Where the game really comes alive is in its choice of sequences. The current release offers ten attack operations, including "Gaza Missile Factory," "Terror on Route 77-A," "Holy Sepulchre Hole-up," and the most challenging "Raid on Jenin." Each sequence increases in complexity, and although a commando unit's capabilities and prestige points increase with each successful mission, previous achievements are no guarantee of future success. This is a thinking-man's war-game, and a player's careful and brow-furrowing preparation are likely to be rewarded.
In each operation, the goal is to "eliminate terrorists before they strike," and to minimize "collateral damage." And here is where the game's exquisite detail is the player's best friend and worst enemy. Each sequence is set against the stunning backdrop of the Holy Land and contains characters from all walks of Israeli life: secular and Haredi, Kibbutznik and Moshavnik, Arab fruit-seller and Christian fundamentalist, Chinese restaurateur and Romanian construction worker, and each with their own collateral damage point-values. Accidentally incinerate a loitering Arab teenager or Belgian peace-protester, and your game can continue with minimal effect, but fail to defend a visiting "friendship mission" from Shaker Heights and you might as well hit Reset.
The stealth rollout of the game has dodged the public outrage that was expected to greet its release, but a war of words has been gathering steam on the Internet. A website run by Friends of Palestine (FOP) claims that Anti-Fada Paratrooper is "racist in its content, Nazi-like in its propaganda, and may be in violation of several UN Security Council resolutions." Another Arab support group, Citizens United Now and Tomorrow, claims that the game "provides yet more evidence of the Jews' insidious efforts to control the world media." On the other side, the United Jewish Appeal website defends the game as "a realistic rendition of Israel's position on the front lines of the war against Arab terror."
Soon the battle for space will relocate from the olive groves of the Jordan Valley to the shelves of Wal-Mart, as the Arabs hit back with a game of their own, a Hizbullah-backed shoot-'em-up translated as "Special Force." But will the American market embrace a game that allows the player to "conduct real-time martyrdom simulations"? Time will tell. "Special Force" did score a notable victory last week as Carrefour, the French hypermarket chain, signed an exclusive distribution deal for the European market.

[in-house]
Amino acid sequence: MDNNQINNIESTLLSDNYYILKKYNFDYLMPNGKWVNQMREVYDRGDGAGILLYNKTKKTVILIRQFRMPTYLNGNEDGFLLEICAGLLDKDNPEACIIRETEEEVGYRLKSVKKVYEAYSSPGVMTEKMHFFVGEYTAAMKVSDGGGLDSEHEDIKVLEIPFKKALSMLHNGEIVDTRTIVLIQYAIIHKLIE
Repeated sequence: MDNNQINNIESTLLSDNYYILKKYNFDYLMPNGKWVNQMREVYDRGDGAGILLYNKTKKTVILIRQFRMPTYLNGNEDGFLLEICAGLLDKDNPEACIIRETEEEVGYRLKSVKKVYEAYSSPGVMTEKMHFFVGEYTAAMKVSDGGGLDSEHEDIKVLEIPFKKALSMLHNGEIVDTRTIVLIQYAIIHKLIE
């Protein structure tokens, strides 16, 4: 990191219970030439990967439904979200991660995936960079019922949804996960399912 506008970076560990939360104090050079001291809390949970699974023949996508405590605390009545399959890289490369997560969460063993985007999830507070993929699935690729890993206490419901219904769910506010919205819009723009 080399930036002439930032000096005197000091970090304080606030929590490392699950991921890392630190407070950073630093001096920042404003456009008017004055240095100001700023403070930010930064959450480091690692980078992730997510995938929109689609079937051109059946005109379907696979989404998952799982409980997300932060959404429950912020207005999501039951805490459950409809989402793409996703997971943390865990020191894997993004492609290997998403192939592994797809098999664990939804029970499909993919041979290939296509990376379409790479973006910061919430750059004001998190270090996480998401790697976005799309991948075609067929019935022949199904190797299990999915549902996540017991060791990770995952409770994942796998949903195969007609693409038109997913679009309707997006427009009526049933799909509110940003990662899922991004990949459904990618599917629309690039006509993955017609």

CEO Golan waves off the politics, more worried about the counterfeit copies of A-F P that are starting to pop up on the streets of Hong Kong and Bangkok. He is effusive about the 2004 release, which apparently will include ten new anti-terror modules including sequences at an East African beach resort and a trance disco in Goa. And it's not just the Anti-Fada Paratrooper itself that's going global. GGL has purportedly concluded a co-development agreement with the Indians for the 2004 release Kashmir Commando.
Next month: Suburban Crack Whore
Born and raised in San Pedro, CA, Michael Kuratin studied Political
Science at Berkeley, where he also loitered frequently around the Creative
Writing department. Now working as a foreign affairs analyst by day,
Michael also writes essays, fiction and poetry on such varied subjects as Basque history, Hieronymous Bosch and modern-day maritime piracy. His literary influences include Jorge Luis Borges, Richard Brautigan and James Joyce.
Zeek in Print
Spring 03 issue available here
Shtupping in the Shadow
of the Bomb
The Mall Balloon-Man Moment of the Spirit
Beats, Rhymes & Nigguns
Matthue Roth & Juez
Susan H. Case
Josh Gets his Checkup
The Ritual of Family Photography